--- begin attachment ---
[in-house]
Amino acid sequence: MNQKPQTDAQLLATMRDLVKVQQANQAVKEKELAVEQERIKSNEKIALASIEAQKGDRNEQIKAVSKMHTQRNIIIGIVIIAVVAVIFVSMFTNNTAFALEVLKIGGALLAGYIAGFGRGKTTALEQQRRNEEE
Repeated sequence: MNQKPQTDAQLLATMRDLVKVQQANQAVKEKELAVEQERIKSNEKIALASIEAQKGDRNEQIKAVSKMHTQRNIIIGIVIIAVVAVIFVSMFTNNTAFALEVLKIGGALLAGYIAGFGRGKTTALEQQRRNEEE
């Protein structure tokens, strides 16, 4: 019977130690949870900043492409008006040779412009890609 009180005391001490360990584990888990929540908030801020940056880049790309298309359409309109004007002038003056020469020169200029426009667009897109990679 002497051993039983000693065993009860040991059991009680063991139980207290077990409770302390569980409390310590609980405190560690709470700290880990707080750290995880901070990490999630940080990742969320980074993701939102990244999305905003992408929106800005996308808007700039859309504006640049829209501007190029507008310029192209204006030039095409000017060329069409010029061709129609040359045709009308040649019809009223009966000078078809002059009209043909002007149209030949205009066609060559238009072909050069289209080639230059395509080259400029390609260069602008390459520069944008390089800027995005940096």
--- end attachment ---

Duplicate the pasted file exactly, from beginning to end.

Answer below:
[in-house]
Amino acid sequence: MNQKPQTDAQLLATMRDLVKVQQANQAVKEKELAVEQERIKSNEKIALASIEAQKGDRNEQIKAVSKMHTQRNIIIGIVIIAVVAVIFVSMFTNNTAFALEVLKIGGALLAGYIAGFGRGKTTALEQQRRNEEE
Repeated sequence: MNQKPQTDAQLLATMRDLVKVQQANQAVKEKELAVEQERIKSNEKIALASIEAQKGDRNEQIKAVSKMHTQRNIIIGIVIIAVVAVIFVSMFTNNTAFALEVLKIGGALLAGYIAGFGRGKTTALEQQRRNEEE
């Protein structure tokens, strides 16, 4: 019977130690949870900043492409008006040779412009890609 009180005391001490360990584990888990929540908030801020940056880049790309298309359409309109004007002038003056020469020169200029426009667009897109990679 002497051993039983000693065993009860040991059991009680063991139980207290077990409770302390569980409390310590609980405190560690709470700290880990707080750290995880901070990490999630940080990742969320980074993701939102990244999305905003992408929106800005996308808007700039859309504006640049829209501007190029507008310029192209204006030039095409000017060329069409010029061709129609040359045709009308040649019809009223009966000078078809002059009209043909002007149209030949205009066609060559238009072909050069289209080639230059395509080259400029390609260069602008390459520069944008390089800027995005940096």